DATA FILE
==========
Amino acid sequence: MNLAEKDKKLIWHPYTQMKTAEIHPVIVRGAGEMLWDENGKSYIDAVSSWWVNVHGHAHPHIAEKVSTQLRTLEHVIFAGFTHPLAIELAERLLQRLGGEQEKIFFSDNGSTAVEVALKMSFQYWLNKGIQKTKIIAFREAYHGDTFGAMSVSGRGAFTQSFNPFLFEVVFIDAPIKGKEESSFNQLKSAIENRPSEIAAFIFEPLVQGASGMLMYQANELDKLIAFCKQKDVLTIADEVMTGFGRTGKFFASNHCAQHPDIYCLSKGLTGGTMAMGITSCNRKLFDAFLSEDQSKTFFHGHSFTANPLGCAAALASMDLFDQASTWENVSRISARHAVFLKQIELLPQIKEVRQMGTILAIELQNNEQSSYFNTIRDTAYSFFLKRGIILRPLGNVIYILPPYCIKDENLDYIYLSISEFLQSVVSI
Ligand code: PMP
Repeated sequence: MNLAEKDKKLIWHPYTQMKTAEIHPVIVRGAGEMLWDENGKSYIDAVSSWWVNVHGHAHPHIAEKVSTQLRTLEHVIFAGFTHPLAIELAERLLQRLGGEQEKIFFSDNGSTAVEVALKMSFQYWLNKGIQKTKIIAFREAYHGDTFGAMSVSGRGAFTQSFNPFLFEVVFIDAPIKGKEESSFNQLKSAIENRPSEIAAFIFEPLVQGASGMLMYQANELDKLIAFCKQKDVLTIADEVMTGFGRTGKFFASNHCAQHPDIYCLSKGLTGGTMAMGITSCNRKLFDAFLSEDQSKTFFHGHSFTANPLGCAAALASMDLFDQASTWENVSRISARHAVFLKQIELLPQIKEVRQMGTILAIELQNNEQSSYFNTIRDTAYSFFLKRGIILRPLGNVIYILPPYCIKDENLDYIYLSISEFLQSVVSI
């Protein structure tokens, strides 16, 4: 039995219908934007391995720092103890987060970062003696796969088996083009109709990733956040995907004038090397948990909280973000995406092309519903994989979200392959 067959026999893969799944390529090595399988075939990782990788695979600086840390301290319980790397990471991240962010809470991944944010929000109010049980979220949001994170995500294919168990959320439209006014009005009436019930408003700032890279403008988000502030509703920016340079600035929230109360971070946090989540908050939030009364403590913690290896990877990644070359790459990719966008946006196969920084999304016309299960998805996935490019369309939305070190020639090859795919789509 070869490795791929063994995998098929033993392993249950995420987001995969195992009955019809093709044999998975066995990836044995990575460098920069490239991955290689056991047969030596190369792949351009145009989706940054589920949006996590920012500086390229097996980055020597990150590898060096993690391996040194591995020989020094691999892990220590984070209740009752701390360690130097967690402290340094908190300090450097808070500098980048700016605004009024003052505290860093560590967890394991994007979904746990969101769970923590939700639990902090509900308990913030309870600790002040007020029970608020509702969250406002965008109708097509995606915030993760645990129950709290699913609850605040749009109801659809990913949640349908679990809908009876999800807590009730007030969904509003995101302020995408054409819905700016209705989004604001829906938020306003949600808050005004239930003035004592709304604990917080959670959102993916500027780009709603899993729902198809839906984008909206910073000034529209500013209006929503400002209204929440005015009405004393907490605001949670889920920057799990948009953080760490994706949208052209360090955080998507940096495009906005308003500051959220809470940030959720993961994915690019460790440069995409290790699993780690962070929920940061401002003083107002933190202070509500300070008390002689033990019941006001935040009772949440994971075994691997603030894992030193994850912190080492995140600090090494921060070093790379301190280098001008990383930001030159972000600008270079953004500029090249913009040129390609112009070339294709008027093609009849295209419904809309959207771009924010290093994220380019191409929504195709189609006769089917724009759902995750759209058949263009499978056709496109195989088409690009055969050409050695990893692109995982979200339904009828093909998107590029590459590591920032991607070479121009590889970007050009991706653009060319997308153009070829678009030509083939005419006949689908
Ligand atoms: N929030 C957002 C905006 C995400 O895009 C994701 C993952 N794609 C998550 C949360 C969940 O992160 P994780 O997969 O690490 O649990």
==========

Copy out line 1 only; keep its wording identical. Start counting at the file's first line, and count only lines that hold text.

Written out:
Amino acid sequence: MNLAEKDKKLIWHPYTQMKTAEIHPVIVRGAGEMLWDENGKSYIDAVSSWWVNVHGHAHPHIAEKVSTQLRTLEHVIFAGFTHPLAIELAERLLQRLGGEQEKIFFSDNGSTAVEVALKMSFQYWLNKGIQKTKIIAFREAYHGDTFGAMSVSGRGAFTQSFNPFLFEVVFIDAPIKGKEESSFNQLKSAIENRPSEIAAFIFEPLVQGASGMLMYQANELDKLIAFCKQKDVLTIADEVMTGFGRTGKFFASNHCAQHPDIYCLSKGLTGGTMAMGITSCNRKLFDAFLSEDQSKTFFHGHSFTANPLGCAAALASMDLFDQASTWENVSRISARHAVFLKQIELLPQIKEVRQMGTILAIELQNNEQSSYFNTIRDTAYSFFLKRGIILRPLGNVIYILPPYCIKDENLDYIYLSISEFLQSVVSI